Rachel Gaffney's Letter from Texas - Not So Many Limits in Austin


Rachel Gaffney

Rachel Gaffney, the famous foodie who’s flying the flag for Ireland in Texas, explains why there are Not So Many Limits in Austin

When writing about the food and lifestyle here in Texas , it is only right that I remind people that these are of course my personal experiences, views and opinions. November 22nd 2013 sees the 50th anniversary of the assassination of President John F Kennedy in Dallas, Texas. November 23rd 2012 saw the death of the well loved actor, Larry Hagman who played the notorious villain and scoundrel, JR Ewing on the long running television show 'Dallas'.

For most, the aforementioned people spring to mind when referring to Dallas, and indeed the state of Texas, but this city and indeed state is changing and evolving all the time, with a culture and lifestyle that extends far beyond oil, money and firearms.

The current food scene in Texas is extremely exciting. Austin, the capital of Texas has a food scene that is literally en fuego (on fire) right now. This lively city has virtually got it all in my opinion. New York is New York, great city, great food, great theatre but Austin has to be experienced to be appreciated. It is a young city.

The University of Texas anchors the city along with tech and IT businesses. Also known as the 'Live music capital of the World'. Music is everywhere. Upon arrival at Austin International airport, on the streets, in the grocery stores and even at city council meetings at times.

It is a city for dreamers, where anything is possible, or so it seems. It has a far more bohemian feel than here in Dallas. Shoppers are likely to be spotted wearing flip flops whilst foraging for organic foods, recycling their grocery store bags and sipping on green tea. The food truck scene, unlike anywhere else in the country has a culture all of its own.

Here, Austin knows how to do food trucks! If you are in the mood for a little Ethiopian food, fish n chips, cupcakes, Cuban, Thai, vegan or southern then there is a truck for you. Some come with picnic benches and tents. Most recently the family owned G'raj Mahal extended their Indian food truck with a tented covered patio area for diners. Their traditional Indian cuisine is made from local and organic ingredients wherever possible, sourcing gallons of fresh yogurt from local farmers.

Austin's food scene is a dynamic food scene that is attracting people from all the country. The city's food sector has a “$4.1 billion impact annually and supports more than 43,000 jobs in the metro area” as per the report presented to the city council on March 28th 2013.

Some suggestions that have been made to aid in the continued growth and sustainability of these businesses is to create a mobile grocery business. This would enable restaurants and food trucks to purchase local and organic products directly from the vendors. This link is a copy of the report, outlining the Economic Impact of Austin's food sector. My hope in sharing this with you is that it may inspire and offer resources to others who want to develop this industry in their own area.

Perhaps it is no surprise really that the sustainable food business is thriving in Austin. In 1978, John Mackey and Rene Lawson borrowed money from family and friends to start a natural foods market, know as 'Whole Foods'. Austin plays host to the annual food & wine festival every April.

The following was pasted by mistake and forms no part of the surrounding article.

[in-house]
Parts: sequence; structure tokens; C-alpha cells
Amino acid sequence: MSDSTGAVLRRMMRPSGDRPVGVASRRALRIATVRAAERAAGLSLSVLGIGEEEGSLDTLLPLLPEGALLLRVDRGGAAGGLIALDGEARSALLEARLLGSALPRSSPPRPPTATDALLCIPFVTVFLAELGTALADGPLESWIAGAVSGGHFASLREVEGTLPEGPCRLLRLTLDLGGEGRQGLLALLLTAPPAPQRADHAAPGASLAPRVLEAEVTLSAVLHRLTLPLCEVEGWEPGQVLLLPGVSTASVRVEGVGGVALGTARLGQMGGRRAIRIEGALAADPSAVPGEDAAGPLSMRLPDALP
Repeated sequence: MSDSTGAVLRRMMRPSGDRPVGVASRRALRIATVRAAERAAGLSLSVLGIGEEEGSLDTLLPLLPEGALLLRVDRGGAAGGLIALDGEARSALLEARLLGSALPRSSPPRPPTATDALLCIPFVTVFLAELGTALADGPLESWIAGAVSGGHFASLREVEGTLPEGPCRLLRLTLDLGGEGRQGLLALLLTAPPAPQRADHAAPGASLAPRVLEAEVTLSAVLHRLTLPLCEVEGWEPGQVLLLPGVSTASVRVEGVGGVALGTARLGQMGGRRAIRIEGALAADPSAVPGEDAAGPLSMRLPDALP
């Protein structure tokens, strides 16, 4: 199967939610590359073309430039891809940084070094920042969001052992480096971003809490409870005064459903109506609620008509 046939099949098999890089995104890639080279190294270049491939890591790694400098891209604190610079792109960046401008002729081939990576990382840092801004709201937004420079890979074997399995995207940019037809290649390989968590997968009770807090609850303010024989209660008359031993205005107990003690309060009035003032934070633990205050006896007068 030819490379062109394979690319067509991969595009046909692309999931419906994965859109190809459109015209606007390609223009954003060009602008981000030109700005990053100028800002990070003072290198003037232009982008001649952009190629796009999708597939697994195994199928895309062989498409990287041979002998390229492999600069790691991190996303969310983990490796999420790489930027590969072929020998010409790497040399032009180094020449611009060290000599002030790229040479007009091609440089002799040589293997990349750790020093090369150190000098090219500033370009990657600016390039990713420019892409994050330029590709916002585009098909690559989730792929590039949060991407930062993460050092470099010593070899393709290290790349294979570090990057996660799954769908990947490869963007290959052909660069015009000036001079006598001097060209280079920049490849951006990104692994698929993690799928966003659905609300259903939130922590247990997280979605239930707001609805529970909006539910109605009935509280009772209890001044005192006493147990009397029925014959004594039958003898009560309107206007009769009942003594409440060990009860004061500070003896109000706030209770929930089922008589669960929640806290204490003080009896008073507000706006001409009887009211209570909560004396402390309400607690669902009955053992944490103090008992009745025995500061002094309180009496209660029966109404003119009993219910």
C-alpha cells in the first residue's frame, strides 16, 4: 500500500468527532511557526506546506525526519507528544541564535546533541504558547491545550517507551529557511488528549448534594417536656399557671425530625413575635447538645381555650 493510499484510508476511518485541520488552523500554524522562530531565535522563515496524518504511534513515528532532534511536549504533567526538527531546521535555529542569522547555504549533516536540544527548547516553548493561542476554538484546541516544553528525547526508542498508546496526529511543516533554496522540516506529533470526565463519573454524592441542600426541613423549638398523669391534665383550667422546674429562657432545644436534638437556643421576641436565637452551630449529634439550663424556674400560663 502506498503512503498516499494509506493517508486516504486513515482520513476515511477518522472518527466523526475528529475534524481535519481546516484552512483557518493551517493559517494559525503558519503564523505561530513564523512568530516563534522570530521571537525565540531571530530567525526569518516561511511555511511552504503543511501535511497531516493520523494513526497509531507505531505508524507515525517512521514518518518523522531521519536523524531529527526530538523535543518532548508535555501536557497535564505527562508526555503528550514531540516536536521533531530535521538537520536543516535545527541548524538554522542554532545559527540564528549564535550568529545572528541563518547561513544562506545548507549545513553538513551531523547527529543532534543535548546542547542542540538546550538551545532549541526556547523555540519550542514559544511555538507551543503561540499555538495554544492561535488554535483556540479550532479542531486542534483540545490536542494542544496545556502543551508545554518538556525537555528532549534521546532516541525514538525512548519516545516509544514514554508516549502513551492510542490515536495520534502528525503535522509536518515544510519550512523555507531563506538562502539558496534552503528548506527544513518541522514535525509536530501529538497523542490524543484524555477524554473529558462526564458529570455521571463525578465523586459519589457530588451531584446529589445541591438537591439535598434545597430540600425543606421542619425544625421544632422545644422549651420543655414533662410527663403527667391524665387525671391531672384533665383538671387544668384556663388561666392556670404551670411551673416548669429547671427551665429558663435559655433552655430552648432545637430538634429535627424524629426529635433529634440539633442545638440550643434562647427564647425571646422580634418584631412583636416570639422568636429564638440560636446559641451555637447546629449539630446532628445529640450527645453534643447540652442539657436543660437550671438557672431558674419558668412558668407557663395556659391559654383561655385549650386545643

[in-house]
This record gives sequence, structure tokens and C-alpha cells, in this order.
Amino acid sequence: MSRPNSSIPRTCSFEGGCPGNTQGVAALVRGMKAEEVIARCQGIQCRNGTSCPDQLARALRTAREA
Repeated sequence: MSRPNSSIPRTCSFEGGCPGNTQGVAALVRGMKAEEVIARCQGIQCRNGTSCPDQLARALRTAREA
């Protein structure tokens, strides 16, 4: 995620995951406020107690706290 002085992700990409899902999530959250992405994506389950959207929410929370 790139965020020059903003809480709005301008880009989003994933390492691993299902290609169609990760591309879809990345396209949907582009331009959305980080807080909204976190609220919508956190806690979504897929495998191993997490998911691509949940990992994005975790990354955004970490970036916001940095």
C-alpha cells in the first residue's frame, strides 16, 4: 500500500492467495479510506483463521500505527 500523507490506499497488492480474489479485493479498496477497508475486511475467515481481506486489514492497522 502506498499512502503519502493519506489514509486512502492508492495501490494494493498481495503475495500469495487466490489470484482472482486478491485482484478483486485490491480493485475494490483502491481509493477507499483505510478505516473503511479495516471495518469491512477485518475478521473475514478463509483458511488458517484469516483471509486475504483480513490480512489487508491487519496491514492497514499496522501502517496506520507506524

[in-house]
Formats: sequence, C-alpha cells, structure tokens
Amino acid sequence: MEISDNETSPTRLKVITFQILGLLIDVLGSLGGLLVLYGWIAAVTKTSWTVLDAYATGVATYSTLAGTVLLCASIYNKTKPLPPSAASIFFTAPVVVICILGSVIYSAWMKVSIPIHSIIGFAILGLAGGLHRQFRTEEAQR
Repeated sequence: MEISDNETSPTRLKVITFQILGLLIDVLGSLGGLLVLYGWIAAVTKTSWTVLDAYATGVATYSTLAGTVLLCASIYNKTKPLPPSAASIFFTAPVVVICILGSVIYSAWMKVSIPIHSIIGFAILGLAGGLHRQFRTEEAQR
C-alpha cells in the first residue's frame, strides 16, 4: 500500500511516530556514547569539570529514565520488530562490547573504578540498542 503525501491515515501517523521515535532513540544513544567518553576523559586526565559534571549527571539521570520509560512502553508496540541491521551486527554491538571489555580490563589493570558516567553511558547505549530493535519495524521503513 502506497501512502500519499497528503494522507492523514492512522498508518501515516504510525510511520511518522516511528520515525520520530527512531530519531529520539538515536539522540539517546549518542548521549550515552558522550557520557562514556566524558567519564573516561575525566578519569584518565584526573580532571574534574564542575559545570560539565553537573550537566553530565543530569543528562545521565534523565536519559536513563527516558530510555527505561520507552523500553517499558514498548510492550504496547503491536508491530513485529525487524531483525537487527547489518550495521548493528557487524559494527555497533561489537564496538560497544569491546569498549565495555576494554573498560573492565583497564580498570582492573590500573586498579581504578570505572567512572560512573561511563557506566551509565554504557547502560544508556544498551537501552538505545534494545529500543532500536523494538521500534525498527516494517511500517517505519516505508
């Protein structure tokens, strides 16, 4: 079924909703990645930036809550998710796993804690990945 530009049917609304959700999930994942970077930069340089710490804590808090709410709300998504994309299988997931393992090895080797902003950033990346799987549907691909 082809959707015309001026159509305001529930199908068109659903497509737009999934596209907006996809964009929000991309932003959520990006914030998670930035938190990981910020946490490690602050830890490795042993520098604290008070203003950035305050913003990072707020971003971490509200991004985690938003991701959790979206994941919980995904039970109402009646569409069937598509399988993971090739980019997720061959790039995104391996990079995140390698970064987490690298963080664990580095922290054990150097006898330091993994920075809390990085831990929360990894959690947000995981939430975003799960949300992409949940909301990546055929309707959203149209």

The line up for the weekend reads like the who's of who of food in the culinary world. This year fourteen chefs went head to head for an evening under the stars for a taco throw down. 'Rock your Taco' has become a hugely popular event. The taco is a staple here thanks to the South American influence.

Each chef adds their own signature twist and flair to the traditional tortilla. Shredded pork, smoked beef, barbecued beef, curried lamb and salted fish are among some of the fillings. Accompanied by local beers and fine wines, attendees get to sample and judge the winner.

Rachel’s Fish & Garden Taco

Inspired by these events I experimented with some fish and ingredients from my own fridge and garden. I used dover sole and tilapia, fresh cilantro (known as coriander in Europe) fresh limes, red onions, white cabbage, tomatoes and more to make this fresh and delicious evening meal.

Heat your frying pan and add canola or rapeseed oil. I tend to use these oils or peanut oil when I need to fry as they are more tolerant of heat. Olive oil burns faster, feel free to use but be aware so as not to burn the fish.

Cut your white fish, I used tilapia and sole, into 3 or 4 inch sized pieces. Add to pan. I then added some slices of fresh lime, a little grated lime zest, cracked black pepper and cooked until tender. You could add a little smoky seasoned salt if you wish also.


3 medium sized tomatoes
2 jalapeno peppers finely sliced (be careful not to touch seeds and then touch your skin)
1 head of napa cabbage or white cabbage finely shredded
1 red onion finely sliced
1 fresh lime
1 avocado
1 bunch fresh cilantro coarsely chopped
cracked black pepper & salt

Combine all of the above ingredients in a bowl.

MAYONNAISE SPREAD (This may sound unusual but it was a delicious addition)

6-7 tablespoons mayonnaise
1/2 - 1 teaspoon curry powder

Combine above in a bowl. Really stir the curry powder in well. This was an impromptu addition but it worked really well.

Spread some of this on a corn or flour tortilla, flake your fish and spoon some spicy slaw on top. Enjoy.


Rachel Gaffney's Real Irelandhttp://rachelgaffneysrealireland.com

: Rachel Gaffneys Real Ireland
Twitter: @Rachelgaffney

Watch 'The Irish Kitchen' now on HULU



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